Now, here the expFunc results will be cached against the input when the same input occurs again useMemo will skip calling the expFunc and return the output cached against the input.

This will make the App component highly optimized.

See, that useMemo caching technique to speed up performance. Also, it can be used to cache functional components against its props.

3. Virtualize long lists

If you render large lists of data, it is recommended that you render only a small portion of the datasets at a time within the visible viewport of a browser, then the next data are rendered as the lists is scrolled, this is called "windowing". Awesome React libraries have been built for this, there is the react-window and react-virtuaized by Brian Vaughn.

4. React.PureComponent

Just like what shouldComponentUpdate does to class components, so also React.PureComponent.

React.PureComponent is a base component class that checks the fields of state and props to know whether the component should be updated.

Let's convert our example in the shouldComponentUpdate section

class ReactComponent extends Component {
    constructor(props, context) {
        super(props, context)
        this.state = {
            data: null
        }
        this.inputValue = null
    }

    handleClick = () => {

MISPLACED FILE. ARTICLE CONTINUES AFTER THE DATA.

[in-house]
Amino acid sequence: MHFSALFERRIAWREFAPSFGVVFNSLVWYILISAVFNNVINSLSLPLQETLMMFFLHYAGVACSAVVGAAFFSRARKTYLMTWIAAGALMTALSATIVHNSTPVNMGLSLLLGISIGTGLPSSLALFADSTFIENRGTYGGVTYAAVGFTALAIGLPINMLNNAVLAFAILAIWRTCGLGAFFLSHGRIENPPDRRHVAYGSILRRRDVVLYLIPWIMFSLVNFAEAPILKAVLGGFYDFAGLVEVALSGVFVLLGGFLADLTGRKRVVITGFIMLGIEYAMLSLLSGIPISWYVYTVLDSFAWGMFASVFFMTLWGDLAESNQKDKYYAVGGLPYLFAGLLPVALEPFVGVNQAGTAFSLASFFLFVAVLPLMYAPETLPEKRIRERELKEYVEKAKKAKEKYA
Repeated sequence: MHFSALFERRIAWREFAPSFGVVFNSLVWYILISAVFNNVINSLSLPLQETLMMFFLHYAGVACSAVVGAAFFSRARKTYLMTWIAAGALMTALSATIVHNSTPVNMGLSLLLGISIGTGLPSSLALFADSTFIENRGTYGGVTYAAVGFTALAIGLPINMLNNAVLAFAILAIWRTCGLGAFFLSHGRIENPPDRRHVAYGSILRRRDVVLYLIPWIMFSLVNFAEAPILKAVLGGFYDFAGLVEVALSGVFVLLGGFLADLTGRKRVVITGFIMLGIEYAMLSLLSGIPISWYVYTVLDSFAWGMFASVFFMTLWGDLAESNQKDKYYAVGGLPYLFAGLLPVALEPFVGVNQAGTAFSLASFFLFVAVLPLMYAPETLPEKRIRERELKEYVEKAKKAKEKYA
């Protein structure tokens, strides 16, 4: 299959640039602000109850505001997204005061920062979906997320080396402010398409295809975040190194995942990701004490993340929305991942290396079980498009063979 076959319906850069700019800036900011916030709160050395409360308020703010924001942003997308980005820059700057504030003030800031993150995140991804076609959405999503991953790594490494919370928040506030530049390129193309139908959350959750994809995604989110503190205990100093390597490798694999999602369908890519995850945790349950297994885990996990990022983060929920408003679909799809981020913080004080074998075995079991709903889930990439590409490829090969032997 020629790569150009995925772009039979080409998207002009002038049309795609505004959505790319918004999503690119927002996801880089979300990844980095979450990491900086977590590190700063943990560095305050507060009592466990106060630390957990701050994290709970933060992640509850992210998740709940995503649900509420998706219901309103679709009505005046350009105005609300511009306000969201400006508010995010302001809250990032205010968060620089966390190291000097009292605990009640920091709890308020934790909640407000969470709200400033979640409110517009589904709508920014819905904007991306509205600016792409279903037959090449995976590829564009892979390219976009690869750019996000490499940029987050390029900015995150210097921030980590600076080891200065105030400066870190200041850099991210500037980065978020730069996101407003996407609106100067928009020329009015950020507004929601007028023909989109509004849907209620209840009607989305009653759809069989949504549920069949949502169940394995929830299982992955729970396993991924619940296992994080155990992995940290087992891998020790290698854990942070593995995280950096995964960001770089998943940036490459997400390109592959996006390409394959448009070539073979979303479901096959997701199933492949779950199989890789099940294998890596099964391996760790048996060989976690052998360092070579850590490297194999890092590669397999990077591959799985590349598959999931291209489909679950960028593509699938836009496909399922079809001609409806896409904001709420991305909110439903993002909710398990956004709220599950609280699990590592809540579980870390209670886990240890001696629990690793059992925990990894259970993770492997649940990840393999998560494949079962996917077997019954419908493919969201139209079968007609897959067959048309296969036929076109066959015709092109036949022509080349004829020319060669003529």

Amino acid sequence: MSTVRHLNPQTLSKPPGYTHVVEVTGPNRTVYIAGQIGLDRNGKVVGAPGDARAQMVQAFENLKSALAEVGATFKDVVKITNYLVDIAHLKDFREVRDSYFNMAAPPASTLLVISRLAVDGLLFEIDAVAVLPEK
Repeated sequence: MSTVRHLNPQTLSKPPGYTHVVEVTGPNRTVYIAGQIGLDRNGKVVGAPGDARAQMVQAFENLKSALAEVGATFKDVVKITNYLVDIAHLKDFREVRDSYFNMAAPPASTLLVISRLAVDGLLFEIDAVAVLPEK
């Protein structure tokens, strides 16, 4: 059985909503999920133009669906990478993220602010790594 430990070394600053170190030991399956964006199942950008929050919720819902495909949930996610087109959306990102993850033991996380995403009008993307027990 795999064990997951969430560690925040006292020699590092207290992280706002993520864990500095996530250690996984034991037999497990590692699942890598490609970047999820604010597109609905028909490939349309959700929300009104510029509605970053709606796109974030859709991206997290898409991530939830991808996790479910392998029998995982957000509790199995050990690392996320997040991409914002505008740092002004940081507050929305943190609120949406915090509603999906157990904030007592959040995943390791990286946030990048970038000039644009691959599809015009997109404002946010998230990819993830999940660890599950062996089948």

this.setState({data: this.inputValue})
    }

    onChange = (evt) => {
        this.inputValue = evt.target.value
    }

    shouldComponentUpdate( nextProps,nextState) {
        if(nextState.data === this.state.data)
            return false
        return true
    }

    render() {
        l("rendering App")
        return (
            <div>
                {this.state.data}
                <input onChange={this.onChange} />
                <button onClick={this.handleClick}>Click Me </button>
            </div>
        )
    }
}

to use React.PureComponent:

class ReactComponent extends React.PureComponent {
    constructor(props, context) {
        super(props, context)
        this.state = {
            data: null
        }
        this.inputValue = null
    }

    handleClick = () => {
        this.setState({data: this.inputValue})
    }

    onChange = (evt) => {
        this.inputValue = evt.target.value
    }

    render() {
        l("rendering App")
        return (
            <div>
                {this.state.data}
                <input onChange={this.onChange} />
                <button onClick={this.handleClick}>Click Me </button>
            </div>